Fifteen minutes of fame
Protos: 1967 Deutschland Trophy
Frank Costin reckoned the F2 field couldn’t see the wood for the trees. His car was definitely not a chip off the old block, Brian Hart tells Paul Fearnley
Had ‘Joe 90’ focused his hi-tech specs on motorsport, chances are he would have driven the futuristic Protos F2 car of 1967. Designed by Frank Costin, a man with a sixth sense for aerodynamics, it looked like no other racer before or since — and was made of wood!
With Costin marooned in north Wales — deep in a world of his own — it was engineer/driver Brian Hart who did the networking and legwork that made this vision a reality. “I knew Frank via his brother Mike, whom I was working with at Cosworth,” he explains. “Frank was a fascinating chap and spoke with such enthusiasm: he was adamant that he could build an F2 car that was way ahead of its time.”
Hart was swept along by the project, clocking over 40,000 miles in three months as he commuted between London and Wales: ‘We were making everything apart from the engine [a Cosworth FVA] and gearbox; there was no template like there was on a privateer Brabham.”
There was another reason for the long slog: Costin’s refusal to compromise. He had chosen marineply because it gave him a free hand when it came to the car’s shape. The end result was the most slippery racer of its era: elliptical in cross-section (there wasn’t a flat panel to be seen), inboard suspension, swept-back front wishbones, faired-in engine and perspex cockpit canopy.
“It was incredibly fast in a straight line [a useful asset in those slipstreaming days], but it had shortcomings,” says Hart. The engine was carried in a metal subframe, and where this affixed to the wooden tub was a weak point. And because the car had a rounded shape, the side fuel tanks were carried quite high, giving a bad CoG. It was heavy, too — about 25kg more than the rest — and when this was coupled with an [initial] lack of anti-roll bars [Costin had yet to be convinced of their necessity], it was a bit of a handful in the corners. One of our biggest failings was our inability to engineer the car once the season had started: money was tight and we had no baseline from which to work.”
With the prototype finally finished, the other cars were built at Ron Harris’ Maidenhead workshop. Like Hart, this former works Lotus F2 boss had been swayed by Costin’s vision of the future. But the project was late and it wasn’t until the end of the May that both cars were ready for Hart and Eric Offenstadt.
Races at Hockenheim (two) and Reims followed: ideal Protos territory. Offenstadt qualified on pole in the Rhein-Pokalrennen, and Hart was in the lead group when he lost fuel pressure: “I thought I could win. The car was capable of 180mph and I was cruising. I could pick up five or six places in a lap.” He was also plotting a last-lap victory push at Reims, when the swirlpot cracked.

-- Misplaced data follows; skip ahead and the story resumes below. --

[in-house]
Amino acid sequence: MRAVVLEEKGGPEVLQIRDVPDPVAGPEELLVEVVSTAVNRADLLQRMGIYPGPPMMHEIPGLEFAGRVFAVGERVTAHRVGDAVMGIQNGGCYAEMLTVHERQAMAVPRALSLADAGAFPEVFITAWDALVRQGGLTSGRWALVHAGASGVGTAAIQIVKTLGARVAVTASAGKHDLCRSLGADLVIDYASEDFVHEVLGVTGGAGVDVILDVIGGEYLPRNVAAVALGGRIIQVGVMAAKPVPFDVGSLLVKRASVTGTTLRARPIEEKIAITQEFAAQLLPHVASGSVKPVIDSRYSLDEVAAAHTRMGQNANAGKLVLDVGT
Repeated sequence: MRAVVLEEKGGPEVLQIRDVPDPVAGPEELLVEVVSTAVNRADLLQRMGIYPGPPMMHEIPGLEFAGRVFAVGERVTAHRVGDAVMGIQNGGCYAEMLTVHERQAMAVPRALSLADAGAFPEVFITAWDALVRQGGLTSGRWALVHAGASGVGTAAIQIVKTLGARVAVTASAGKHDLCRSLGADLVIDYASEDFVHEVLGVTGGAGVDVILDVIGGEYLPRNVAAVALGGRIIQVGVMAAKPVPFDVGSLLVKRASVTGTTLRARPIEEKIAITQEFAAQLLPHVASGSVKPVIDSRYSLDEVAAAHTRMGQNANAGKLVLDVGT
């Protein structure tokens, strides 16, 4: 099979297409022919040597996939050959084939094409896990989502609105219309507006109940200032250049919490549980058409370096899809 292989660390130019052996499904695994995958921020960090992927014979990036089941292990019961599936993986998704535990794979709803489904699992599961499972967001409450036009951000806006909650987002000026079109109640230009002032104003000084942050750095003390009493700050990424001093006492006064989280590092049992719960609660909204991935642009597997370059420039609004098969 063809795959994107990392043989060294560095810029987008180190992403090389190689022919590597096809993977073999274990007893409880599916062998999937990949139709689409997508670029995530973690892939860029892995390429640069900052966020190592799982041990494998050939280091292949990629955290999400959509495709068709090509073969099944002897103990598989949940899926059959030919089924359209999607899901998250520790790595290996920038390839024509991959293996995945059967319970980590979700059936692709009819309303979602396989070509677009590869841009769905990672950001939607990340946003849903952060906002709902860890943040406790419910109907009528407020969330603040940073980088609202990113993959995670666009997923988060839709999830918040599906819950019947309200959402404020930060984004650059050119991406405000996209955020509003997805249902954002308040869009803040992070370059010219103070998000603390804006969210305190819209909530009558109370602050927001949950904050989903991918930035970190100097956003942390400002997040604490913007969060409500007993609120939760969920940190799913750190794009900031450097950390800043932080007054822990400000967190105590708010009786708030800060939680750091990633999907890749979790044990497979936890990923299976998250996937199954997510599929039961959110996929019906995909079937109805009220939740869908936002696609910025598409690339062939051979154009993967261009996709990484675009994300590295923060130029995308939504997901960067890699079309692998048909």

Now it was back to Hockenheim for the Deutschland Trophy. This was to be decided by two heats — one of 15 laps, the other 30— and Hart was joined by Pedro Rodriguez. The Mexican was racing the car rebuilt after Offenstadt’s crash at Reims, and Brian was a little miffed that it was fitted with some of the new bits that he had been recommending all along.
Pedro led the first heat until he spun in the Stadium Section — it was still a handful—and this let Frank Gardner through to win in a Brabham BT23. Hart was a distant fourth. In the main race, though, he was in the thick of things, and it boiled down to a last-lap scramble between him, Gardner and Jacky Ickx in Ken Tyrrell’s Matra. As they entered the Stadium Section, Brian appeared in ‘pole position’, but his more wieldy opposition shuffled him down to third by the finish line, just over 1sec behind the victorious Ickx. He had, however, finished second on aggregate to Gardner.
Races at Jarama, Zandvoort and the Nurburgring proved more problematic, but the team was hopeful of success at Enna in late August: the track was ultra-quick, and Hart had won there in 1964 in a Harris-run Lotus… But Rodriguez broke his foot in a huge shunt (the car stood up well) — and Harris dropped a bombshell.
“Ron called us into his hotel room,” says Hart, “and not only did he say that there wouldn’t be a next year, he also said that he wouldn’t be able to pay off Frank for the remainder of this year.” Hart’s eighth at Enna was the programme’s denouement. “I don’t think we would have won in our second year, but we would have been closer to the front; I think Frank could see that some compromises were needed. But we never got the chance.
“But what a project. I’ve got a soft spot for that car.”
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